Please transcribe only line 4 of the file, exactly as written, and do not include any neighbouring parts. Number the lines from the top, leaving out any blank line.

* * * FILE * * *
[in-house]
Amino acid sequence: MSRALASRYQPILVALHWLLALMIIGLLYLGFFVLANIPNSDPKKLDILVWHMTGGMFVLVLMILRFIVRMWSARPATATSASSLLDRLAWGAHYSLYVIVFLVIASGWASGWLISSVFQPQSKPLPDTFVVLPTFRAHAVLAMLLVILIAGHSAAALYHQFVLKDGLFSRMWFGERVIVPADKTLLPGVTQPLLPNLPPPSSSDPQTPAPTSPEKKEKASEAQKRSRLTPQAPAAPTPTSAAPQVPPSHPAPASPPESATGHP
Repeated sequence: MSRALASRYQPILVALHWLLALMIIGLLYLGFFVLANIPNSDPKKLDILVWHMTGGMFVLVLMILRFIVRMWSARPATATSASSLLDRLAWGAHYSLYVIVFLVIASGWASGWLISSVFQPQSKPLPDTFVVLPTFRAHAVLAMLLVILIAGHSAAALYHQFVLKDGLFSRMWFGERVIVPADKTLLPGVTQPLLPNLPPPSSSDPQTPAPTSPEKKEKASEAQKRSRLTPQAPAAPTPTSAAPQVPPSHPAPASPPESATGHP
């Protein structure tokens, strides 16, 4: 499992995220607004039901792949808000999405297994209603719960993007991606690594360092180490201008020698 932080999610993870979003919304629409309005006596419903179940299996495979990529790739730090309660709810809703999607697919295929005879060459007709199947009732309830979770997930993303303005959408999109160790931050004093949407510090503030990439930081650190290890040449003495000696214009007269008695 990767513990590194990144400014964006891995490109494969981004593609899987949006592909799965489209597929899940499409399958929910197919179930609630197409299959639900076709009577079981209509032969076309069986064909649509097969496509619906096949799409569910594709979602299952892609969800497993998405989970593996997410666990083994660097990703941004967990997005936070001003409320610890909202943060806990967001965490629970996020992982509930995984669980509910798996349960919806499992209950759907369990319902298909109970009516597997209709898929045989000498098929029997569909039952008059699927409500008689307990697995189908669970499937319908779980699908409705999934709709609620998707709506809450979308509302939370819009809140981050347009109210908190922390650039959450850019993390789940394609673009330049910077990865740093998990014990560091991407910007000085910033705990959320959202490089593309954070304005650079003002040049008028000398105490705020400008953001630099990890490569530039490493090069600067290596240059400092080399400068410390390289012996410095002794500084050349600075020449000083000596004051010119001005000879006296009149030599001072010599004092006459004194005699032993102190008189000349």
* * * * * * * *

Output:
């Protein structure tokens, strides 16, 4: 499992995220607004039901792949808000999405297994209603719960993007991606690594360092180490201008020698 932080999610993870979003919304629409309005006596419903179940299996495979990529790739730090309660709810809703999607697919295929005879060459007709199947009732309830979770997930993303303005959408999109160790931050004093949407510090503030990439930081650190290890040449003495000696214009007269008695 990767513990590194990144400014964006891995490109494969981004593609899987949006592909799965489209597929899940499409399958929910197919179930609630197409299959639900076709009577079981209509032969076309069986064909649509097969496509619906096949799409569910594709979602299952892609969800497993998405989970593996997410666990083994660097990703941004967990997005936070001003409320610890909202943060806990967001965490629970996020992982509930995984669980509910798996349960919806499992209950759907369990319902298909109970009516597997209709898929045989000498098929029997569909039952008059699927409500008689307990697995189908669970499937319908779980699908409705999934709709609620998707709506809450979308509302939370819009809140981050347009109210908190922390650039959450850019993390789940394609673009330049910077990865740093998990014990560091991407910007000085910033705990959320959202490089593309954070304005650079003002040049008028000398105490705020400008953001630099990890490569530039490493090069600067290596240059400092080399400068410390390289012996410095002794500084050349600075020449000083000596004051010119001005000879006296009149030599001072010599004092006459004194005699032993102190008189000349």